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Occupy Peace

Wednesday, 23 November 2011 04:00 By , Truthout | Op-Ed
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Occupy Peace

Occupy Wall Street, November 17: at least 30,000 fill Foley Square. (Photo: cisc1970)

The Occupy movement is demonstrating its durability and perseverance. Like a Daruma doll, each time it is knocked off balance it serenely pops back up. The movement has been seeking justice for the 99 percent, and justice is an essential element of peace. 

For decades, our country has been in permanent preparation for war, spending over half of the total annual discretionary funds that Congress allocates on "defense," our euphemism for war. 

World military expenditures exceed $1.5 trillion annually, and the United States spends more than half of this amount, more than the rest of the world combined.

The United States has been engaged in wars around the globe, from Korea to Vietnam, from El Salvador to Nicaragua, from Serbia to Afghanistan, from Iraq to Libya. In all of these wars, many in the 1 percent reap financial gains. Many large corporations, such as Halliburton, formerly led by Dick Cheney, are the beneficiaries of lucrative government contracts that support war, while it is mainly the poor who are enlisted to fight, kill and die in our wars. War is surefire way of transferring wealth up the social ladder. 

It is time to wake up to being used as tools in warfare while others profit. War is not an effective or reasonable way to settle disputes. It uses up resources and destroys human lives. In war, people are expendable. Civilians all too easily become "collateral damage." In the nuclear age, civilization itself could become collateral damage.

As President Eisenhower pointed out in 1953, "Every gun that is made, every warship launched, every rocket fired signifies, in the final sense, a theft from those who hunger and are not fed, those who are cold and are not clothed. The world in arms is not spending money alone. It is spending the sweat of its laborers, the genius of its scientists, the hopes of its children.... This is not a way of life at all, in any true sense. Under the cloud of threatening war, it is humanity hanging from a cross of iron." How little our politicians have responded to the deep concern of this former military leader.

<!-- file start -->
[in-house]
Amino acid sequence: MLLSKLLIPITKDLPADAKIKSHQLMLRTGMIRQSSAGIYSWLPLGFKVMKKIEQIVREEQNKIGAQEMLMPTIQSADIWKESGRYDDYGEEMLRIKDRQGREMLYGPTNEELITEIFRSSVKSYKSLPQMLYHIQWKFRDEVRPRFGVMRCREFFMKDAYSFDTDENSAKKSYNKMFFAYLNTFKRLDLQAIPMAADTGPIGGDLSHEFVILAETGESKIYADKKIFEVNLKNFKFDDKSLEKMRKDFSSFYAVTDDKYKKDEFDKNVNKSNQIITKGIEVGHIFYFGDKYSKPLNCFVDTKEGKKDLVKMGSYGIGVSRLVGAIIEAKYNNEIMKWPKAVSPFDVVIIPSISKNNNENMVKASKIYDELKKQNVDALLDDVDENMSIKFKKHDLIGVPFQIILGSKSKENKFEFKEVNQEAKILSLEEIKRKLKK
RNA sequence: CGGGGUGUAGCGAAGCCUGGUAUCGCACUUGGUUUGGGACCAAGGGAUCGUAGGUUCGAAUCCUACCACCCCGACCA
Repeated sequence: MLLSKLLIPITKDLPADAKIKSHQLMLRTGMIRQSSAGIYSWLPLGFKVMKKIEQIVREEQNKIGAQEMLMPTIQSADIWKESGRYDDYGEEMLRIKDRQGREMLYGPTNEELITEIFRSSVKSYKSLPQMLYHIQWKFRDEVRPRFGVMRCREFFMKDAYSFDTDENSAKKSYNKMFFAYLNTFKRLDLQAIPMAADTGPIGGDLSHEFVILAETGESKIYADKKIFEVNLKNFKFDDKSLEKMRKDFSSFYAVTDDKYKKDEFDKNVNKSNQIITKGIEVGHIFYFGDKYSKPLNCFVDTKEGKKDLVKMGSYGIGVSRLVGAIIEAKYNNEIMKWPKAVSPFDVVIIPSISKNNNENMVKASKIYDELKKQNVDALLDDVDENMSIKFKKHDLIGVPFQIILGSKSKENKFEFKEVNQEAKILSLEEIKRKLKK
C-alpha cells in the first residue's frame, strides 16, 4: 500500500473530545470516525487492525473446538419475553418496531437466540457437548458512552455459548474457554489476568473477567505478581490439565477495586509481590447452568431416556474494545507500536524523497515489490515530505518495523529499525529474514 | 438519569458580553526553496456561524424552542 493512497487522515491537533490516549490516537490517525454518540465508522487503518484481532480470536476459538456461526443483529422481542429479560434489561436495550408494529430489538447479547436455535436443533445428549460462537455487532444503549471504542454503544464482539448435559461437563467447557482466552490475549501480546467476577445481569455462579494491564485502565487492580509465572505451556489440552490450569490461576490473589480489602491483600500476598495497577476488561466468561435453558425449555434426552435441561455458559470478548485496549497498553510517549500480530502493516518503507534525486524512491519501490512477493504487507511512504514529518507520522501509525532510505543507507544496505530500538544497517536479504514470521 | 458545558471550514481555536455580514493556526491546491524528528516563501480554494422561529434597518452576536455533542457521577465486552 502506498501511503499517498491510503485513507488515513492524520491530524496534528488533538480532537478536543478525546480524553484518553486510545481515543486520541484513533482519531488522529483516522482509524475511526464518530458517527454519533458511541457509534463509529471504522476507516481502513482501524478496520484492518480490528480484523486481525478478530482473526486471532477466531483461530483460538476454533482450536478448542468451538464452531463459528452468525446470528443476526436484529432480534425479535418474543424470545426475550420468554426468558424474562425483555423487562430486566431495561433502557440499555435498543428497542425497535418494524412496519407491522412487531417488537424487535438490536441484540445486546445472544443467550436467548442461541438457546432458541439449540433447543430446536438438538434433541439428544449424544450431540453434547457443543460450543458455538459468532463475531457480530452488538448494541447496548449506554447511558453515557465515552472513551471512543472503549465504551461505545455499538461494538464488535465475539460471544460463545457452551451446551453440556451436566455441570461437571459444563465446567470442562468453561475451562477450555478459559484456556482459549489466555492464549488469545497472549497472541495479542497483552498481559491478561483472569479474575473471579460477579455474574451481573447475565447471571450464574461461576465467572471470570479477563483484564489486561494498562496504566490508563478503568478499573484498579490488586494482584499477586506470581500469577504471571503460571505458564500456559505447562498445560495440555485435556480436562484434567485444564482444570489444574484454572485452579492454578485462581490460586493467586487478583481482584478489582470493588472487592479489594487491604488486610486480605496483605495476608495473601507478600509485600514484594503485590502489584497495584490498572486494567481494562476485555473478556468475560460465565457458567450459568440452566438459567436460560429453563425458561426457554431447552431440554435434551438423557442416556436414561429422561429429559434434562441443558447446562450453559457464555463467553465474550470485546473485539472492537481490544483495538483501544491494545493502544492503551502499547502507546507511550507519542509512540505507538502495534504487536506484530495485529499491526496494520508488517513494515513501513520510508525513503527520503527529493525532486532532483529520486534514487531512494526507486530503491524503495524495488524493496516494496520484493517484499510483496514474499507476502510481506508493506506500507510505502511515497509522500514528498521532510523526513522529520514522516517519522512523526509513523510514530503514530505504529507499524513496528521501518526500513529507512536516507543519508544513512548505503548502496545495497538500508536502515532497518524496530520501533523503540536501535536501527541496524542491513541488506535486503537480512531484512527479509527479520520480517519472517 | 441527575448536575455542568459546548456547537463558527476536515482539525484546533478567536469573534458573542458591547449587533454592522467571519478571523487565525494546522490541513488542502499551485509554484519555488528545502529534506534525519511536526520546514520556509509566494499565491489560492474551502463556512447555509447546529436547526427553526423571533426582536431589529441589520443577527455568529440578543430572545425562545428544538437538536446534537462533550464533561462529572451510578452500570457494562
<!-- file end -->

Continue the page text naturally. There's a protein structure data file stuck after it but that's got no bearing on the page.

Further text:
War is costly not only in dollars, but on our national psyche. We slaughtered innocent men, women and children in Hiroshima and Nagasaki and then celebrated our prowess.  We went to war in Vietnam based on lies, killing millions of Vietnamese and dropping napalm and Agent Orange on them while they struggled for their freedom and independence. Ultimately, after the death of more than 58,000 Americans, we withdrew in defeat, declaring victory. We seem to have learned little that is meaningful from the experience, since we continue to send our soldiers to fight and die in far-off lands, and, still, their sacrifice is based on lies. Enough is enough. 

How do we occupy peace?  First, we change our modes of thinking and stop basing our self-worth as a nation on our military prowess. Second, we bring our troops home from exploitative foreign wars. Third, we seek peaceful solutions to conflicts. Fourth, we make our priority justice, and peace will follow. Fifth, we work to end deaths due to starvation and preventable diseases rather than to inflict deaths by high-altitude bombing and drone attacks. Sixth, we take the lead in abolishing nuclear weapons so that no other cities or countries will suffer the fate of the citizens of Hiroshima and Nagasaki. Seventh, we reallocate our resources to health, education and ending poverty rather than continuing to gorge the military beast until it is too fat to move.

War is a place of fear, and fear is a place of borders. Fear requires us to dehumanize our enemies and, in the process, to dehumanize ourselves. Borders should not provide a justification for dehumanization. That is a trick of militarists who are in need of enemies, real or imagined, to make the war system work for them. But there is another way to deal with enemies, and that is to turn them, by our actions, into friends.

We need to stop fearing each other and treat each other with kindness. Consideration for the 99 percent does not stop at a country's border. We are all humans together, and we need each other to be fully human. We need to embrace our common humanity. In the nuclear age, war is far too dangerous; it has the potential to end civilization and most life on the planet. Peace is an imperative. We need to find a way to occupy peace, which begins in our hearts and must expand to encompass the world. 
 


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Occupy Peace